Professor's new book puts spotlight on Hollywood legend

Mary Pickford was more than just an actress, says History Professor Kathleen Feeley. 

She was the first “America’s Sweetheart” and a classic “rags-to-riches” tale, but there is more to the story of Mary Pickford.

Smart, ambitious and talented, Pickford boldly pushed boundaries to become one of the highest-paid movie stars of her time. In fact, while writing Mary Pickford: Hollywood and the New Woman, author Kathleen Feeley said she was surprised to learn of the depth and range of Pickford’s accomplishments.

“Pickford was much more than an actress who played ‘little girl’ roles. While she played such parts in a few notable roles, she played a wide range of characters in an acting career that lasted from 1900 to 1933 on the stage and then in silent and sound film,” said Feeley, associate professor and chair of the history department at Redlands. 

“Pickford was an actress, producer, screenwriter, studio executive, philanthropist, newspaper columnist, board member, suffragist and film preservationist. Most people think her career and life effectively ended in 1933 when she retired from acting, but nothing could be further from the truth. She continued to work until the final decade and a half of her life,” Feeley said.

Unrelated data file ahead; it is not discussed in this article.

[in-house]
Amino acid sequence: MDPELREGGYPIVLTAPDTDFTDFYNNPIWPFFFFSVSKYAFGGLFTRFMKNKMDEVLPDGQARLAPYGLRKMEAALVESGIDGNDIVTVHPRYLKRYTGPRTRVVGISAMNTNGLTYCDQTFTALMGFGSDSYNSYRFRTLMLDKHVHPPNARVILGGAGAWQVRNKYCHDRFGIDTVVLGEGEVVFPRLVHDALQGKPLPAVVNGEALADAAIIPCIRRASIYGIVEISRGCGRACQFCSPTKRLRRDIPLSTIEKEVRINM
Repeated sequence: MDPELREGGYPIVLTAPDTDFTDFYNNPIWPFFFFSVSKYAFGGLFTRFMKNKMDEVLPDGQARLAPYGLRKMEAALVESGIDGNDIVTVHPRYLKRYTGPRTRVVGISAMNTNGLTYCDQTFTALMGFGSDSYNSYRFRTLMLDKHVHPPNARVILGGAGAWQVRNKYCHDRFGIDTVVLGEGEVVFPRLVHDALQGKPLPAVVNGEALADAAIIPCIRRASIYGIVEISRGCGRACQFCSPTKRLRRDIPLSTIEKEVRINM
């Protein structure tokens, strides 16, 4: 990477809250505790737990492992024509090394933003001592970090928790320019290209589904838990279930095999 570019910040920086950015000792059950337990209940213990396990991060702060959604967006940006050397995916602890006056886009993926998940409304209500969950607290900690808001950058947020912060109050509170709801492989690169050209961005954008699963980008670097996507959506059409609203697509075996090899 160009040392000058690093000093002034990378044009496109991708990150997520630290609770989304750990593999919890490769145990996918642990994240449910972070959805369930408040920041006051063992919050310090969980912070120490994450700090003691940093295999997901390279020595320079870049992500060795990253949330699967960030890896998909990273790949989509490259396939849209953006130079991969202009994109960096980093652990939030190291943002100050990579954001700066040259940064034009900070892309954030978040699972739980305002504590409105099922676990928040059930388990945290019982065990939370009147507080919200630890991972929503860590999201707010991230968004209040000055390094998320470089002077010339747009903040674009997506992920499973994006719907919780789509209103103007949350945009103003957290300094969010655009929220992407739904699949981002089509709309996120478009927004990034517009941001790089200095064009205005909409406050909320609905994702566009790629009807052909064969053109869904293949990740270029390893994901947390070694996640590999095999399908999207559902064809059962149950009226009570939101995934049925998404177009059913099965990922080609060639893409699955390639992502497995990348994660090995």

Feeley has always been interested in Pickford who was born into a poor, female-headed household and spent her childhood laboring on the stage in an industrializing North America in the late 1800s and early 1900s.

She triumphed on and off screen as one of the biggest stars of the early U.S. film industry in the 1910s and 1920s and as the only female founder of the United Artists studio and the Academy of Motion Picture Arts and Sciences. 

Pickford’s plight as a woman struggling to succeed in both her professional and personal lives in early-20th-century America reflected wider changes in women’s lives, said Feeley. “Suffrage, entry into the paid workforce and the professions, urban migrations, the growth of a mass consumer culture: all of these helped to transform Pickford’s life and that of all American women as the United States emerged as a world power.” 

Feeley co-edited When Private Talk Goes Public: Gossip in United States History in 2014 and is currently at work on, The Mightiest Publicity Powers on Earth: The Rise of the Hollywood Press Corps in Mid-Twentieth-Century America.